Despite its stupendous growth and leadership, the Republic of Korea has yet not been a pioneer in hosting international events to bring the camaraderie of young global minds. However, Korea International Youth Olympiad–also known as KIYO–has challenged such a perspective with its recent success in the city of Hwasung, Republic of Korea.
Hosted by World Women Entrepreneurs and Inventors Association (WWIEA), a non-governmental organization founded by Ms. Mi-Young Han, this meaningful event aimed to promote the “4 I’s”: Idea, Invention, Innovation, and Intellectual property.
This year was the second year for the event, and as expected, the number of participants and projects increased. Over 500 students attended this competition, gingerly carrying their projects and poster boards to present their long-awaited works. This passionate group of inventors also included those from outside of Korea including Thailand, India, Moldova, Sri Lanka, United States, and Myanmar.
Taking place in Suwon Science University in the city of Hwasung, a city near Seoul, KIYO 2017 offered its participants with a unique opportunity to showcase the their one-of-a-kind work of genius. Valentin Valenzo, an 18-year-old student from Maldova, a country located in eastern Europe, expressed his pride and effort behind his self-made drone.
“I made this drone with my best friend,” said Valentin, carefully setting down his drone on the floor to demonstrate its flight ability. “Not only can this drone fly and film its surroundings, but it can also discern simple hand motions,” explained Valentin. At a flick of a small joystick, the agile wings of the drone whirled and took the drone high up almost to the ceiling. At the end of the competition, Valentin received a silver medal for his innovative and high-tech invention.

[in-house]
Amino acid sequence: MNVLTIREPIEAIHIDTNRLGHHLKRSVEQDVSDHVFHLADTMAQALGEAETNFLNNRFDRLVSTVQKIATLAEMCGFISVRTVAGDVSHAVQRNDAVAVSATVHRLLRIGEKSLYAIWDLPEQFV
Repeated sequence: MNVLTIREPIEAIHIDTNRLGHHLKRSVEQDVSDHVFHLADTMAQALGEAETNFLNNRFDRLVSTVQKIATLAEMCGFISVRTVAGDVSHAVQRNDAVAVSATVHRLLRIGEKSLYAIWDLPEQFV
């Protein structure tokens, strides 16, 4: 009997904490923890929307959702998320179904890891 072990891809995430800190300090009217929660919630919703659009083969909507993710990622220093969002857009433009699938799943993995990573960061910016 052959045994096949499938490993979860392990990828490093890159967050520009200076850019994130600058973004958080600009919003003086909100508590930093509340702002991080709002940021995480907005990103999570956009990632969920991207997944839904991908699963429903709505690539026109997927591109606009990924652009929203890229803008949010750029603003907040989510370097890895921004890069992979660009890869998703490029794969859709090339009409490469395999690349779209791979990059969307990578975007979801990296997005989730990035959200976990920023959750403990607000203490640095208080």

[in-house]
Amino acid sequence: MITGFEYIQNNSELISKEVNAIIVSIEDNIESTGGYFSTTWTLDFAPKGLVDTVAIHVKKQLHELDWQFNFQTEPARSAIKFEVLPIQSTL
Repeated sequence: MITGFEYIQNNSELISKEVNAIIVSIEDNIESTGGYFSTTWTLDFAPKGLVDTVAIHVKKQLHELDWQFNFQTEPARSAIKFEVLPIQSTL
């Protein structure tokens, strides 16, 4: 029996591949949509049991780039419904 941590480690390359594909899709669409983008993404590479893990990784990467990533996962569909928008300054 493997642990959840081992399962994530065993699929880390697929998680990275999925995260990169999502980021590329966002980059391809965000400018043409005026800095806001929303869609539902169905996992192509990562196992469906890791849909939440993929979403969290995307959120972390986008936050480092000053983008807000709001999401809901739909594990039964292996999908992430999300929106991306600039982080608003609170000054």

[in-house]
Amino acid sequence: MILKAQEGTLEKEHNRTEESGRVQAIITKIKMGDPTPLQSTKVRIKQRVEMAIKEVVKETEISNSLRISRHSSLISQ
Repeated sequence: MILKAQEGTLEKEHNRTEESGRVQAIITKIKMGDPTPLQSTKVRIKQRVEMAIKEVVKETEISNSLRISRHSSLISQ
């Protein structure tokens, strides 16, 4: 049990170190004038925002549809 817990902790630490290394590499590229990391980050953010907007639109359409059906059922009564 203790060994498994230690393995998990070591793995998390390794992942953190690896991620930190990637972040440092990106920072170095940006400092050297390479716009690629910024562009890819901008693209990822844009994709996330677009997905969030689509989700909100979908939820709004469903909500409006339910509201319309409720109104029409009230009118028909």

The comprehensive procession of this international event was enabled by months of preparation done by the staff members of WWIEA, as well as the dedicated effort put in by a number of diligent student volunteers. “This was my first time volunteering in such a big event,” said Ki-Yeon Kim, a 17-year-old student who attends a public school in Seoul. “All of us volunteers had lots of work to do and did not have much time to slack off. But it felt really good at the end of the competition when the participants were receiving their prizes during award ceremony,” said Ki-Yeon. “I felt like, ‘wow, we did it’.”
KIYO 2017 did not only provide a nurturing ground for young minds to express their talented creativity, but the competition also enabled global friendships to form. “I am happy that I’ve made so many friends here in Korea,” said Eliza Tzu, a participant from Myanmar. “They were all so friendly, and I hope to keep in touch with them even after I go back to Myanmar.”
Even though the competition only lasted for three days, KIYO 2017 left its associates with invaluable opportunities, promising potential, as well as unforgettable memories. Korea International Youth Olympiad once again proved itself to be capable of turning the Republic of Korea into a growing hub for international inventors. KIYO’s such a huge success this year is only a starting block in what is more to come for both the Korean and foreign inventors in near future.